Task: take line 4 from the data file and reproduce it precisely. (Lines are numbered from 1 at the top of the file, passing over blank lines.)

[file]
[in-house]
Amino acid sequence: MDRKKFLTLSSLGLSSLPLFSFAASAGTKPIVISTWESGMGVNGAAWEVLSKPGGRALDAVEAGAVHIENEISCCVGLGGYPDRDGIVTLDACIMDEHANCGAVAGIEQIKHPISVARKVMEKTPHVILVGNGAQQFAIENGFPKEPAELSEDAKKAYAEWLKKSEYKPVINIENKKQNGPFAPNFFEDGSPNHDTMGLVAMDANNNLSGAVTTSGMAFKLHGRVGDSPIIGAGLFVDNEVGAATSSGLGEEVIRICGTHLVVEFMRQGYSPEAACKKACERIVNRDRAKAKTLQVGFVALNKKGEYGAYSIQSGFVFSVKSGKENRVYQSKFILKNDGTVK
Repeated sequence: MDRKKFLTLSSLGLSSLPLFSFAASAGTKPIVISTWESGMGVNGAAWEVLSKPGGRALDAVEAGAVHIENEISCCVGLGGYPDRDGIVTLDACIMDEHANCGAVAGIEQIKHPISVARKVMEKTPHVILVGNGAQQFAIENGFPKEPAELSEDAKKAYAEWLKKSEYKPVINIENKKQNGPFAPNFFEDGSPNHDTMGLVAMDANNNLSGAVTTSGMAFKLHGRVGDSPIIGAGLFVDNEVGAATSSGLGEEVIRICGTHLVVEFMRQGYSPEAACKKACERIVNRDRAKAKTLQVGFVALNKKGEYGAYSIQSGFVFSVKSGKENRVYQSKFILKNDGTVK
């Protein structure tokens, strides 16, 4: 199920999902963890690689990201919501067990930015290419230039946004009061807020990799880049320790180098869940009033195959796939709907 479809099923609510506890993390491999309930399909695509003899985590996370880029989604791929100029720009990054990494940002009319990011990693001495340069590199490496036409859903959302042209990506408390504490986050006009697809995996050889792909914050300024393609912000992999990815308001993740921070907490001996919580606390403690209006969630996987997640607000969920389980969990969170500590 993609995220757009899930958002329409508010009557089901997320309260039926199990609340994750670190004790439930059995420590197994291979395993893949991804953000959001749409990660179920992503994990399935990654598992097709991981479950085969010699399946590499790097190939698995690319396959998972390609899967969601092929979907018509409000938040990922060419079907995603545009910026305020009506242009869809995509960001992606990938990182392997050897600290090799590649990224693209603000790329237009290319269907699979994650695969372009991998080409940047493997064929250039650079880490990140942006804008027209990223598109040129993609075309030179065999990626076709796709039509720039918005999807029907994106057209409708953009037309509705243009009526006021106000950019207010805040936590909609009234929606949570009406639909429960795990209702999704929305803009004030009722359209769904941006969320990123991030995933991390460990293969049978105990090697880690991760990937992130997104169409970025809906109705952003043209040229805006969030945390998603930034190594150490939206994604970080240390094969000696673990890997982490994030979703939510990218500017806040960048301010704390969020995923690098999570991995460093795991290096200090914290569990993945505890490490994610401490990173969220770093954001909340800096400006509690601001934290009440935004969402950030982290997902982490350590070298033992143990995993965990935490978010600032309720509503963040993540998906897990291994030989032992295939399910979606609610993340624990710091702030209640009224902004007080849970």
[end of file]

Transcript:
């Protein structure tokens, strides 16, 4: 199920999902963890690689990201919501067990930015290419230039946004009061807020990799880049320790180098869940009033195959796939709907 479809099923609510506890993390491999309930399909695509003899985590996370880029989604791929100029720009990054990494940002009319990011990693001495340069590199490496036409859903959302042209990506408390504490986050006009697809995996050889792909914050300024393609912000992999990815308001993740921070907490001996919580606390403690209006969630996987997640607000969920389980969990969170500590 993609995220757009899930958002329409508010009557089901997320309260039926199990609340994750670190004790439930059995420590197994291979395993893949991804953000959001749409990660179920992503994990399935990654598992097709991981479950085969010699399946590499790097190939698995690319396959998972390609899967969601092929979907018509409000938040990922060419079907995603545009910026305020009506242009869809995509960001992606990938990182392997050897600290090799590649990224693209603000790329237009290319269907699979994650695969372009991998080409940047493997064929250039650079880490990140942006804008027209990223598109040129993609075309030179065999990626076709796709039509720039918005999807029907994106057209409708953009037309509705243009009526006021106000950019207010805040936590909609009234929606949570009406639909429960795990209702999704929305803009004030009722359209769904941006969320990123991030995933991390460990293969049978105990090697880690991760990937992130997104169409970025809906109705952003043209040229805006969030945390998603930034190594150490939206994604970080240390094969000696673990890997982490994030979703939510990218500017806040960048301010704390969020995923690098999570991995460093795991290096200090914290569990993945505890490490994610401490990173969220770093954001909340800096400006509690601001934290009440935004969402950030982290997902982490350590070298033992143990995993965990935490978010600032309720509503963040993540998906897990291994030989032992295939399910979606609610993340624990710091702030209640009224902004007080849970």